They wanted it to benefit the town, inspire a new generation of talented musicians and create a hub of live music – and The Salty Dog found itself right in the mix of the madness.

“It was probably the biggest thing for us, the North by Northwich Festival with the Charlatans,” Chris said.

“It was the first event we’ve ever had like that in the town - it was like a guerrilla festival that sprung up out of nowhere.

“They were great in including us – they came to us really early on and we arranged to hold various events including the support acts to the Charlatans’ gigs, where fans would come to The Salty Dog to watch the support band each night, before heading over to Memorial Court where The Charlatans were headlining.

“That was the turning point for us really. Up until that point we were chasing after bands and having to work hard to convince people to come and play here rather than a city centre. But after the North by Northwich Festival, all of a sudden, we became another pub on the circuit almost overnight, and we started getting calls from bands wanting to come and play here.

“Tim Burgess spoke really nicely about us and I think that’s gained us a lot of credit in the music industry as well. The fact that it gave us that credibility was huge and we showed that although we’re only a 100-capacity venue, we are well capable of hosting some big names and putting on a really professional event.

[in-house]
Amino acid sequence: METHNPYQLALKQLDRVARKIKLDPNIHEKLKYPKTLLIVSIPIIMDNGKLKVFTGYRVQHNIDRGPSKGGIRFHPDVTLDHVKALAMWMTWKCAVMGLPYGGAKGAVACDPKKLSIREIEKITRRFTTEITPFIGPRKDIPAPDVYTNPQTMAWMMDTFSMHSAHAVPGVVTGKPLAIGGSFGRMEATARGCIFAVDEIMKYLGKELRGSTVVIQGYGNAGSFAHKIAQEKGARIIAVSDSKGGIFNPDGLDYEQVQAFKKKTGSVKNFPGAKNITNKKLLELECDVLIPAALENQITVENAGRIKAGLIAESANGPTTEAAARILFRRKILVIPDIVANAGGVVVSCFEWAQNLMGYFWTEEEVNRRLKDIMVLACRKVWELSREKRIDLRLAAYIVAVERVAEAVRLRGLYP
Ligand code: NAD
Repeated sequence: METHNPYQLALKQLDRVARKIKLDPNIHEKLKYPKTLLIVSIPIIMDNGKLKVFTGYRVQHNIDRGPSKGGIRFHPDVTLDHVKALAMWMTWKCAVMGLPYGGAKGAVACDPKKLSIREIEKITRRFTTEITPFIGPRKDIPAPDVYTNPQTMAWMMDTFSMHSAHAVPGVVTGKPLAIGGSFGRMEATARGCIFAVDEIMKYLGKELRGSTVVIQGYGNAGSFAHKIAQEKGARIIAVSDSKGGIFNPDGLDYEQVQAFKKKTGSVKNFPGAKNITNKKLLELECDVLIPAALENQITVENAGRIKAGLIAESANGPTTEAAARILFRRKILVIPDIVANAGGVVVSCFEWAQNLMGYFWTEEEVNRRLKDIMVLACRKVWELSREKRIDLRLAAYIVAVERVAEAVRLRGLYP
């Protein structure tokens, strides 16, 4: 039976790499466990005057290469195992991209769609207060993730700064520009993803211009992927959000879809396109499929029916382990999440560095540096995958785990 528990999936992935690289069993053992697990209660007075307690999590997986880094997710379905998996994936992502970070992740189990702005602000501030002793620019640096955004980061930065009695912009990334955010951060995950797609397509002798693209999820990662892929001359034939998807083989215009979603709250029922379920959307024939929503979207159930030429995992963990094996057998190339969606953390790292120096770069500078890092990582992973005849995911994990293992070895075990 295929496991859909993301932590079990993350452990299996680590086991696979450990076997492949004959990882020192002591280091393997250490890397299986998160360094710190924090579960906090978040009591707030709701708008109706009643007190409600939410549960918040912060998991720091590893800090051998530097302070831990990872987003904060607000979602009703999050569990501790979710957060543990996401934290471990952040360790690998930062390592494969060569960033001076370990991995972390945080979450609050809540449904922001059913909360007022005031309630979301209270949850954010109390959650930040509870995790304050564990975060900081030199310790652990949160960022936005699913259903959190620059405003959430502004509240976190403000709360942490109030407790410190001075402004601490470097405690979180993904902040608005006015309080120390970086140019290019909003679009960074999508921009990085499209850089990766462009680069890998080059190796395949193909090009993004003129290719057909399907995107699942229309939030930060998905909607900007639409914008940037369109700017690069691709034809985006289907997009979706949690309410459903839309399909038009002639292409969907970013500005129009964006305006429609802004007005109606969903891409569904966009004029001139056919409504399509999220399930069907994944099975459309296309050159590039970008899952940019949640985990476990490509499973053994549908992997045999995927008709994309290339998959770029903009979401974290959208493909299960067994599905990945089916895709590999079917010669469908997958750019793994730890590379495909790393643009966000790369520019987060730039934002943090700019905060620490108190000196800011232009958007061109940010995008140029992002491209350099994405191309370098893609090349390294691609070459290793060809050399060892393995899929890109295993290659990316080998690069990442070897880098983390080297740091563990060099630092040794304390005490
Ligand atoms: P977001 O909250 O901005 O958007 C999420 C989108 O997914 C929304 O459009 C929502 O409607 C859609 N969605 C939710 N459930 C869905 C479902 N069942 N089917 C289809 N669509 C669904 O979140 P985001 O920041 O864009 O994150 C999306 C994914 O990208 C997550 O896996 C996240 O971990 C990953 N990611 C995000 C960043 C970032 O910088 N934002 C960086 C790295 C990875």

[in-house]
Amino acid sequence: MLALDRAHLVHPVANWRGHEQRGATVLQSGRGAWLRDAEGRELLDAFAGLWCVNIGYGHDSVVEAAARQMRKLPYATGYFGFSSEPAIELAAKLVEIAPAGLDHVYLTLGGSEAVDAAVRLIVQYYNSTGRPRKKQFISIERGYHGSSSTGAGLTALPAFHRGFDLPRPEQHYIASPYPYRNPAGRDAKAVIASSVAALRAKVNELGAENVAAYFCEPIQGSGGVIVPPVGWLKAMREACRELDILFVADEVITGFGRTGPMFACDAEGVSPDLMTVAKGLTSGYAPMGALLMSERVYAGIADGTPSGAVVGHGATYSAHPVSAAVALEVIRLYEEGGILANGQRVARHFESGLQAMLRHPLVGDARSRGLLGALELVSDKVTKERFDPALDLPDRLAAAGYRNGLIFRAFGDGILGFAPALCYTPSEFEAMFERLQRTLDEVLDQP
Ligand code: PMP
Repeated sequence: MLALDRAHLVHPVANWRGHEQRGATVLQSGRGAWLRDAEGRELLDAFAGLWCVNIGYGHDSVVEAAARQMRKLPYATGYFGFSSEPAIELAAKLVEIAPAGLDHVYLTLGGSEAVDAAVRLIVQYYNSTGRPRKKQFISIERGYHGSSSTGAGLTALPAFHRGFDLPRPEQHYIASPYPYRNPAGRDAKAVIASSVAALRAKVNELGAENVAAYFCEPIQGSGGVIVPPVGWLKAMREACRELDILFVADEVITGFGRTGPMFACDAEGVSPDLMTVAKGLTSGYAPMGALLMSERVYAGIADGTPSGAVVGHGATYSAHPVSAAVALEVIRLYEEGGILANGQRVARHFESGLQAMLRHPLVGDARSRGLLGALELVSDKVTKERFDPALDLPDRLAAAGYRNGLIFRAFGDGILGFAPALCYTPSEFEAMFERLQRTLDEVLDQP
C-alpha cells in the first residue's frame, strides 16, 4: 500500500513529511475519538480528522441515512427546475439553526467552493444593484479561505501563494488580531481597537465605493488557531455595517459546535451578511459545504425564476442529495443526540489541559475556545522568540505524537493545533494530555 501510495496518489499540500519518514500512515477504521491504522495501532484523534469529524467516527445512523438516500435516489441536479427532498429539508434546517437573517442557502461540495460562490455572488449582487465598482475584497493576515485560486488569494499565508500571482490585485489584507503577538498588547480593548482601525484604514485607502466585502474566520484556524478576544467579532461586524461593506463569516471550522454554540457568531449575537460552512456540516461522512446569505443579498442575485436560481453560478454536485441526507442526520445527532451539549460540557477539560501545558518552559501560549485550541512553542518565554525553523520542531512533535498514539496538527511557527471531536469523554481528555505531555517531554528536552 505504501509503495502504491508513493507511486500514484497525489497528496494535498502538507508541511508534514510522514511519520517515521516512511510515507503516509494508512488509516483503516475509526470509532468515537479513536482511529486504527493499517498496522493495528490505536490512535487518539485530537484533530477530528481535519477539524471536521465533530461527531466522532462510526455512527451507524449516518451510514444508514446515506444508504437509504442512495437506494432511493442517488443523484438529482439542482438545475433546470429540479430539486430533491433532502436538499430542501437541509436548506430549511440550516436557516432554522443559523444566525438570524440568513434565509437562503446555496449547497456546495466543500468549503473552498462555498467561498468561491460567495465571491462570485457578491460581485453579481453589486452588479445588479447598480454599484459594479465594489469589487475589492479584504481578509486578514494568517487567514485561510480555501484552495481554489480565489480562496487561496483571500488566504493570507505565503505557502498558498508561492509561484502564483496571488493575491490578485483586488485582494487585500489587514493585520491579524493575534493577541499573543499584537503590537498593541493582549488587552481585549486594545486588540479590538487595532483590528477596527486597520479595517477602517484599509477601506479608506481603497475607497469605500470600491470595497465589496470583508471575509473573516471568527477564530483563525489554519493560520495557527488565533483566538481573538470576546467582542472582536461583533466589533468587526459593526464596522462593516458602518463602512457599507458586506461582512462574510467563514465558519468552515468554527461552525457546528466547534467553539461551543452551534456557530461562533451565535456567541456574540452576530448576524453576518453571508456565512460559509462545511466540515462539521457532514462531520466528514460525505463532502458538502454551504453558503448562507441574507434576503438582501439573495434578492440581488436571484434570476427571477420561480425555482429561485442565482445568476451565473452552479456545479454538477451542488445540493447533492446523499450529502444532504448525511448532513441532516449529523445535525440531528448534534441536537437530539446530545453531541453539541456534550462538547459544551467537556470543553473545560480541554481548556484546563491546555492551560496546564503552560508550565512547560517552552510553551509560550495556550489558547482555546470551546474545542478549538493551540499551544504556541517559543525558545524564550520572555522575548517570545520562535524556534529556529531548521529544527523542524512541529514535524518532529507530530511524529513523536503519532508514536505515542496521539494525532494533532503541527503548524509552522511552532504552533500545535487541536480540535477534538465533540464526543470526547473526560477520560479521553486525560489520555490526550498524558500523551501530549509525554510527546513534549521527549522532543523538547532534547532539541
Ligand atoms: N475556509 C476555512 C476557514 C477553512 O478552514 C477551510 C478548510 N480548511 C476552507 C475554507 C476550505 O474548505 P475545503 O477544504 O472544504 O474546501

“The Blinders played here as part of that festival. They’re now headlining The Ritz in Manchester which is someway off playing The Salty Dog with our 100 capacity, but they’re coming back again next June. So that shows these bands have a lot of respect and faith in us and enjoy playing here too.”

The Salty Dog is spearheading a movement in Northwich, but Chris is the first to admit that on its own, the success would not have been as forthcoming.

Northwich Guardian: Their show at the Salty Dog was the second one to sell out.

The help from The Charlatans and the North by Northwich Festival was huge and it clearly succeeded in its mission of helping venues such as The Salty Dog, along with other independent venues in Northwich such as The Plaza and The Salt House.

But being a part of something a lot bigger and exciting in a town’s resurgence is the main reason, Chris says, that his modest-sized venue has done so well so fast.

“We’re getting a lot of recognition at the minute, but I think it’s just one example of what the town as a whole is doing,” he said.

“I think for a long time people have been embarrassed of being from a small town, and when you go on holiday you say you’re from Manchester instead of Northwich.

“Now people are getting behind the town and starting to be proud of the town they’re from again.

“Northwich is heading in the right direction and everyone’s pulling in the same direction. So we’ve probably got more credit than we’ve earned because we’re part of this larger overall movement that’s happening in the town.

“We’re lucky that we opened up just at the right time really. As good as it is to get the acclaim and the positive coverage, it wouldn’t have happened without everything else that’s going on in Northwich at the same time.”